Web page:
Posted: Monday, March 20, 2023
Expanding on previous results of the phase III MAGNITUDE study focusing on BRCA1/2 alterations, investigators performing a gene-by-gene analysis found that the PARP inhibitor niraparib plus abiraterone acetate and prednisone was active in patients with metastatic castration-resistant prostate cancer and a single-gene homologous recombination repair (HRR) alteration other than BRCA1/2. Overall, radiographic progression-free survival, the primary endpoint, was statistically significantly and clinically meaningfully improved with this strategy, reported Kim N. Chi, MD, of the University of British Columbia, Vancouver, and colleagues during the Journal of the Advanced Practitioner in Oncology conference JADPRO Live (Abstract JL1015E).
“Improvements in the secondary endpoints, such as delaying time to cytotoxic chemotherapy and prolonging time to symptomatic progression, are particularly relevant for improving the experience of patients with [metastatic castration-resistant prostate cancer],” the authors stated.
The analyzed cohort included 186 patients with metastatic castration-resistant prostate cancer and an alteration in the ATM, BRIP1, CDK12, CHEK2, FANCA, HDAC2, or PALB2 gene (excluding co-occurring alterations). A total of 91 patients were randomly assigned to receive niraparib plus abiraterone acetate and prednisone, and 95 patients received placebo plus abiraterone acetate and prednisone.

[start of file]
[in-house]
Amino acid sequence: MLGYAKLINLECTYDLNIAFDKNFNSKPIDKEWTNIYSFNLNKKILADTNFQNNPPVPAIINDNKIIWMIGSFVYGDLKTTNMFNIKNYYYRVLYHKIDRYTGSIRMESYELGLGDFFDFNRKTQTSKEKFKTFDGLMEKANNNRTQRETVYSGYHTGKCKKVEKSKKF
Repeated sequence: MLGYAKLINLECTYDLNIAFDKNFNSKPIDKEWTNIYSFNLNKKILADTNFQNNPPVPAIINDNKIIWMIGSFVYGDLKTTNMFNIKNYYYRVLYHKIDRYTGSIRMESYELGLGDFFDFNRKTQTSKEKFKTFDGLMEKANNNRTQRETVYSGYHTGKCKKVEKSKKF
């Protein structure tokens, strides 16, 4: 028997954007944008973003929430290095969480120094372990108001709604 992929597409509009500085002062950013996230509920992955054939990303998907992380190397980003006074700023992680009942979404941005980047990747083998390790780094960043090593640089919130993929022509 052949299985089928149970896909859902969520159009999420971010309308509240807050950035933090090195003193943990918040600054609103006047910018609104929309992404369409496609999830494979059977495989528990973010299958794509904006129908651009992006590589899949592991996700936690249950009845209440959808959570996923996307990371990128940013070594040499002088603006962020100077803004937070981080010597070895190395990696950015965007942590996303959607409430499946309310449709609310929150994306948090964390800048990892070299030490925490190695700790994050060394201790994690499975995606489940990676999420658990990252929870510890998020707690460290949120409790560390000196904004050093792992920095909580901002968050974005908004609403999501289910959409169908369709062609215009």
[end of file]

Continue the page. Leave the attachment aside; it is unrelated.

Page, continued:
Patients with PALB2, CHEK2, and HDAC2 alterations, like those with BRCA1/2 gene alterations, had consistent improvement across all endpoints: the primary endpoint of radiographic progression–free survival; the secondary endpoints (time to cytotoxic chemotherapy, time to symptomatic disease progression, and overall survival); and time to prostate-specific antigen (PSA) progression and overall response rate. Patients with ATM alterations experienced benefits in all of those endpoints except radiographic progression–free and overall survival. Patients with CDK12 alterations experienced benefits only in the time to PSA progression and overall response rate.
“When combined into functional groups, patients with an alteration in the HRR-Fanconi pathway (BRIP1, FANCA, and PALB2) [and] patients with an HRR-associated alteration (CHEK2 or HDAC2)” were similar, pointed out Dr. Chi and co-investigators. These patients “showed improvement in all endpoints.”
Disclosure: The study authors’ disclosure information can be found at eventscribe.net.